Form and Content
In Captain John Ericsson: Father of the “Monitor,” Constance Buel Burnett blends biography and history, documenting both the career of Ericsson and the change from wooden to ironclad vessels of war, initiated by his Monitor. The book begins by describing Ericsson’s childhood as the son of a mining engineer in Sweden and moves chronologically, in nineteen chapters and an epilogue, through his youth, his years in the Swedish army, his work with steam engines and screw propellers in London, and his move to the United States in 1839. Although the book contains only one illustration, Burnett includes excerpts from letters and the reminiscences of friends to make Ericsson seem less a set of statistics, patents, and dates.
Burnett emphasizes the two arguments that continually frustrated Ericsson’s genius: that the old method was good enough and that no one wanted it changed. Ericsson’s phenomenal engineering and mapmaking abilities received approbation when directed into “appropriate” projects, such as helping to survey and lay out Sweden’s Göta Canal. When he moved to England and designed an efficient and successful steam-operated water pump, however, London officials rejected it: Fire fighters were jealous of the competition. Similar circumstances surrounded the development of Ericsson’s first screw-propelled boat. Despite an on-board demonstration of its speed, power, quietness, maneuverability, and defensibility,...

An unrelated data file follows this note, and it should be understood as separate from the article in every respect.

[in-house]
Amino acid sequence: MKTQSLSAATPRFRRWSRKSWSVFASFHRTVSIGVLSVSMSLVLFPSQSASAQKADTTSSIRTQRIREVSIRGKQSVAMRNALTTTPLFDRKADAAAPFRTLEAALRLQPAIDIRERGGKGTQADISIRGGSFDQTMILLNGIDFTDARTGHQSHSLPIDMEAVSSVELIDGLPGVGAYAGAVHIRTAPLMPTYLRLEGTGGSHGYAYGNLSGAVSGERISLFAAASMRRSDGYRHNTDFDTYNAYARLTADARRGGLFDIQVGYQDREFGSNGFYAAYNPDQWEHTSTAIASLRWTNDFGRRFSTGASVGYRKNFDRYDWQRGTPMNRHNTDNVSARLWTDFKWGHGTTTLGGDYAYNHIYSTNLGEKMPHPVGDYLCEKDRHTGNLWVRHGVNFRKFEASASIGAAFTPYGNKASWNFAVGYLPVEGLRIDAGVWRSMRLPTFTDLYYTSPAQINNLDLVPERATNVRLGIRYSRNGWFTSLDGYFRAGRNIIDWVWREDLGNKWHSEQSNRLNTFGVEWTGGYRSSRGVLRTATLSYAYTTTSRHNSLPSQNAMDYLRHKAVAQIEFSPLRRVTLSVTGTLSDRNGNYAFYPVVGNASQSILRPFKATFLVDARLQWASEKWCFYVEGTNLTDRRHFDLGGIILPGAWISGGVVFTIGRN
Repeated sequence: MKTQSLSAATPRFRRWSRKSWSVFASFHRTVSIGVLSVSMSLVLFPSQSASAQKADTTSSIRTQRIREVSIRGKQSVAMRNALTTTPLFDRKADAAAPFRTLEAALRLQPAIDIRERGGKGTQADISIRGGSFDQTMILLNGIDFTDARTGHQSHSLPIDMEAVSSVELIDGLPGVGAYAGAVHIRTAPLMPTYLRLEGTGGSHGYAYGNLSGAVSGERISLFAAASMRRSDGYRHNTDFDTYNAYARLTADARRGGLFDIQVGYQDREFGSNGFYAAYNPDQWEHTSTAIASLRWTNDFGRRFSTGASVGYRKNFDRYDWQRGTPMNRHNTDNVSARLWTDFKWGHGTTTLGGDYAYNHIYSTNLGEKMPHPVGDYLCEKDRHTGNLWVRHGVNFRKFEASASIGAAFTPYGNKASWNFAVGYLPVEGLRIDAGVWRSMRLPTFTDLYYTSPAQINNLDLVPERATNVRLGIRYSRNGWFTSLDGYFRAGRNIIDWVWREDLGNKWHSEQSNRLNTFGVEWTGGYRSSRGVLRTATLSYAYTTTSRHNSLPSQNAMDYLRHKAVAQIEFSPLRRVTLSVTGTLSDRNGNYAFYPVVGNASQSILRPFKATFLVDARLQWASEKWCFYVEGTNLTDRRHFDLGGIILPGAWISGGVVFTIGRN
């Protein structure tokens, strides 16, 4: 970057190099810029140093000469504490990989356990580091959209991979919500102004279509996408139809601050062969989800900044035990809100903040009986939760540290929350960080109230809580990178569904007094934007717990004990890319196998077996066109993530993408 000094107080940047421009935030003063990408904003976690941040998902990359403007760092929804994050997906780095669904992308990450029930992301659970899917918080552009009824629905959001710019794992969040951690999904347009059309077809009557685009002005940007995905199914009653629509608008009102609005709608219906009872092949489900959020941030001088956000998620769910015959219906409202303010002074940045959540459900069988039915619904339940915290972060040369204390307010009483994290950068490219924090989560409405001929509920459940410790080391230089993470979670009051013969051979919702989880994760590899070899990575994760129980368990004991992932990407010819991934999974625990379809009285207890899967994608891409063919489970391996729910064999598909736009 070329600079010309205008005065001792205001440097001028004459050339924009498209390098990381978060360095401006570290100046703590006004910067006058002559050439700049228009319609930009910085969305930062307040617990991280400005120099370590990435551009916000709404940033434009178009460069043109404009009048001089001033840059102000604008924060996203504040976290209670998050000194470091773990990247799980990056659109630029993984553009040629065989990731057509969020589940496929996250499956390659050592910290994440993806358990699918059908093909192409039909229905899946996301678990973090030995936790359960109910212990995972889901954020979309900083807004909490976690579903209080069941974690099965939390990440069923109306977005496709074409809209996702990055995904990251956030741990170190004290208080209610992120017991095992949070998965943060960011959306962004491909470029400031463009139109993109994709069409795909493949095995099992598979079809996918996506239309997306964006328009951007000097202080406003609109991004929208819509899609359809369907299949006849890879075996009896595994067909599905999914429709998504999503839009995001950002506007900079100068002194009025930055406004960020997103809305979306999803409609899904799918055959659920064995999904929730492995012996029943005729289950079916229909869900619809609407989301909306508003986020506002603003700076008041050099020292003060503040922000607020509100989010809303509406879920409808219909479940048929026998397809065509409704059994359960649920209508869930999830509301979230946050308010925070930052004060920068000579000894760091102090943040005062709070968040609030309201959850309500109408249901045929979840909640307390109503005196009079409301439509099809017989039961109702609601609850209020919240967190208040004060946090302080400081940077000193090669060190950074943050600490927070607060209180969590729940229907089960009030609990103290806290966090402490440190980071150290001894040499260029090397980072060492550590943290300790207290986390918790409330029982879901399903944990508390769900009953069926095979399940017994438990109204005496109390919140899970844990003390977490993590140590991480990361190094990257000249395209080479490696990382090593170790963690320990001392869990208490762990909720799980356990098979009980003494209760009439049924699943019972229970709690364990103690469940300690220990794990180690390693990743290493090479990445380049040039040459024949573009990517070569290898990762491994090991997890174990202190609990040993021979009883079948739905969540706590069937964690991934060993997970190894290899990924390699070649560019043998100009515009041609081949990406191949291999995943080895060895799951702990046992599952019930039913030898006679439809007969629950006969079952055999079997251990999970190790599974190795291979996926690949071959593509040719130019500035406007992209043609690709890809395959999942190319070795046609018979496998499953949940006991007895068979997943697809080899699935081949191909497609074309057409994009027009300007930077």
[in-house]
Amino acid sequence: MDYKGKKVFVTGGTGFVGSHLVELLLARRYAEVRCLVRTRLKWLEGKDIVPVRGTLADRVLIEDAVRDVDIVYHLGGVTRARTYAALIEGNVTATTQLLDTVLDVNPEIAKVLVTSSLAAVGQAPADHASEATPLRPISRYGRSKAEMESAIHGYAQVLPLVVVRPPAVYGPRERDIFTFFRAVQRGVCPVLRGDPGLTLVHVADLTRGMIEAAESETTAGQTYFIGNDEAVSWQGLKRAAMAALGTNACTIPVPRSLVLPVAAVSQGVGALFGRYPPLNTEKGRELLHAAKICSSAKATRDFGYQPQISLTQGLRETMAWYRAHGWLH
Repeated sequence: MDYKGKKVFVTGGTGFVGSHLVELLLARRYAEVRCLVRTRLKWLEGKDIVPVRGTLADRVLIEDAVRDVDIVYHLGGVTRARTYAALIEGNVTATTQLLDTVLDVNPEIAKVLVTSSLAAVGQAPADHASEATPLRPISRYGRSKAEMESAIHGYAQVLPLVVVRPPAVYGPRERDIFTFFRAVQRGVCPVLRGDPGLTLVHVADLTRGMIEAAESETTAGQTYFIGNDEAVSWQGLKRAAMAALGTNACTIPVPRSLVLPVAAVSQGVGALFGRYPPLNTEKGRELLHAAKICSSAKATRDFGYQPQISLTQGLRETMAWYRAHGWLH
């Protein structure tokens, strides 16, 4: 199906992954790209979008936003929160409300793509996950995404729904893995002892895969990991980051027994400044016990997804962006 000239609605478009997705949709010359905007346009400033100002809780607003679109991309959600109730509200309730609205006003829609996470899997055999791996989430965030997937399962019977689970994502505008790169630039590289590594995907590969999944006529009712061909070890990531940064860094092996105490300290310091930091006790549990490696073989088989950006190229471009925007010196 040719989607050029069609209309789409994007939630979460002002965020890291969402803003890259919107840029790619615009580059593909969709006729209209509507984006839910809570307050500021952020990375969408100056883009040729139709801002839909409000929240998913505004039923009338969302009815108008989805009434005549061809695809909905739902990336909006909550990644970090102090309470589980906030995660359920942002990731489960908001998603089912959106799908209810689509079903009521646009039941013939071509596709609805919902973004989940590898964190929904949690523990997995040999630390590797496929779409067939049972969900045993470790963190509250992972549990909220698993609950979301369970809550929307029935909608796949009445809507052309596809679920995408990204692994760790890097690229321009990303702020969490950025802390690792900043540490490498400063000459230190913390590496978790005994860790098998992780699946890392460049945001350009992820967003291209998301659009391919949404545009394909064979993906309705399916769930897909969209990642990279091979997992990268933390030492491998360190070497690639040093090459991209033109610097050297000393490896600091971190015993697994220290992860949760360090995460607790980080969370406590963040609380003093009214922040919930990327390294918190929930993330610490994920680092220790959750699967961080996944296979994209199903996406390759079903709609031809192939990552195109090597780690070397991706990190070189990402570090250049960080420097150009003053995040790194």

(The entire section is 461 words.)